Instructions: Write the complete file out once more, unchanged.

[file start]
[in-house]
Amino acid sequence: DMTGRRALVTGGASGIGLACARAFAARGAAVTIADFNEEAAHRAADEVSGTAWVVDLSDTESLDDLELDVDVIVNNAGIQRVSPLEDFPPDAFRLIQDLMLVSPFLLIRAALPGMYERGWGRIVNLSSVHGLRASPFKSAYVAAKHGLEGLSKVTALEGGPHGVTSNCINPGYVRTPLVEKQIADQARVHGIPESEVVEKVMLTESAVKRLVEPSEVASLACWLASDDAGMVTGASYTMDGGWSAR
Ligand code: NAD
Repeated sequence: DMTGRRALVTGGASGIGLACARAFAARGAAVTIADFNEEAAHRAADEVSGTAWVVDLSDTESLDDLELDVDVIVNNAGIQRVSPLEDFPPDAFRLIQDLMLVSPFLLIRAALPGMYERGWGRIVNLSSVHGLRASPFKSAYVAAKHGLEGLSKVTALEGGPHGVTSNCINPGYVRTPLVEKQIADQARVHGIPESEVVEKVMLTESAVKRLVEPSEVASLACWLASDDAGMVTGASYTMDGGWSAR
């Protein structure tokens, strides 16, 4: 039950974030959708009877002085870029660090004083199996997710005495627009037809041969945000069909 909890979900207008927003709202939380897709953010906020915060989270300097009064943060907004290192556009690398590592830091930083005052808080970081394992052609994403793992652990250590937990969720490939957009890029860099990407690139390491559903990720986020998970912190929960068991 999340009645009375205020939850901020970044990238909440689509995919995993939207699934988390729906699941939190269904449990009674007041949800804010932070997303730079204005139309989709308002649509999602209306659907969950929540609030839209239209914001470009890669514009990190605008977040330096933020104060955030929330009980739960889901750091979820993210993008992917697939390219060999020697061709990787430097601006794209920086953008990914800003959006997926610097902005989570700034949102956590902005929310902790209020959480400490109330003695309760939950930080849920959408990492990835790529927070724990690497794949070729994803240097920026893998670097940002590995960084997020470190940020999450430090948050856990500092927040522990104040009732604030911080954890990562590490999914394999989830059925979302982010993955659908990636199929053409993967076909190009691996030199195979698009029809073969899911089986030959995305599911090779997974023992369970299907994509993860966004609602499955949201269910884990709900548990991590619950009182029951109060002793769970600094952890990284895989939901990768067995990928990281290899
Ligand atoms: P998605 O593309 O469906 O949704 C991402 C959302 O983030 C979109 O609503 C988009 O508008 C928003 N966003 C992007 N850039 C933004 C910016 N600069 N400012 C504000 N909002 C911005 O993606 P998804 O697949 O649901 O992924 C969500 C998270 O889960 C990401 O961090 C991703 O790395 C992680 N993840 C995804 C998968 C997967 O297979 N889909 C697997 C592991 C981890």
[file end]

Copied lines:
[in-house]
Amino acid sequence: DMTGRRALVTGGASGIGLACARAFAARGAAVTIADFNEEAAHRAADEVSGTAWVVDLSDTESLDDLELDVDVIVNNAGIQRVSPLEDFPPDAFRLIQDLMLVSPFLLIRAALPGMYERGWGRIVNLSSVHGLRASPFKSAYVAAKHGLEGLSKVTALEGGPHGVTSNCINPGYVRTPLVEKQIADQARVHGIPESEVVEKVMLTESAVKRLVEPSEVASLACWLASDDAGMVTGASYTMDGGWSAR
Ligand code: NAD
Repeated sequence: DMTGRRALVTGGASGIGLACARAFAARGAAVTIADFNEEAAHRAADEVSGTAWVVDLSDTESLDDLELDVDVIVNNAGIQRVSPLEDFPPDAFRLIQDLMLVSPFLLIRAALPGMYERGWGRIVNLSSVHGLRASPFKSAYVAAKHGLEGLSKVTALEGGPHGVTSNCINPGYVRTPLVEKQIADQARVHGIPESEVVEKVMLTESAVKRLVEPSEVASLACWLASDDAGMVTGASYTMDGGWSAR
């Protein structure tokens, strides 16, 4: 039950974030959708009877002085870029660090004083199996997710005495627009037809041969945000069909 909890979900207008927003709202939380897709953010906020915060989270300097009064943060907004290192556009690398590592830091930083005052808080970081394992052609994403793992652990250590937990969720490939957009890029860099990407690139390491559903990720986020998970912190929960068991 999340009645009375205020939850901020970044990238909440689509995919995993939207699934988390729906699941939190269904449990009674007041949800804010932070997303730079204005139309989709308002649509999602209306659907969950929540609030839209239209914001470009890669514009990190605008977040330096933020104060955030929330009980739960889901750091979820993210993008992917697939390219060999020697061709990787430097601006794209920086953008990914800003959006997926610097902005989570700034949102956590902005929310902790209020959480400490109330003695309760939950930080849920959408990492990835790529927070724990690497794949070729994803240097920026893998670097940002590995960084997020470190940020999450430090948050856990500092927040522990104040009732604030911080954890990562590490999914394999989830059925979302982010993955659908990636199929053409993967076909190009691996030199195979698009029809073969899911089986030959995305599911090779997974023992369970299907994509993860966004609602499955949201269910884990709900548990991590619950009182029951109060002793769970600094952890990284895989939901990768067995990928990281290899
Ligand atoms: P998605 O593309 O469906 O949704 C991402 C959302 O983030 C979109 O609503 C988009 O508008 C928003 N966003 C992007 N850039 C933004 C910016 N600069 N400012 C504000 N909002 C911005 O993606 P998804 O697949 O649901 O992924 C969500 C998270 O889960 C990401 O961090 C991703 O790395 C992680 N993840 C995804 C998968 C997967 O297979 N889909 C697997 C592991 C981890």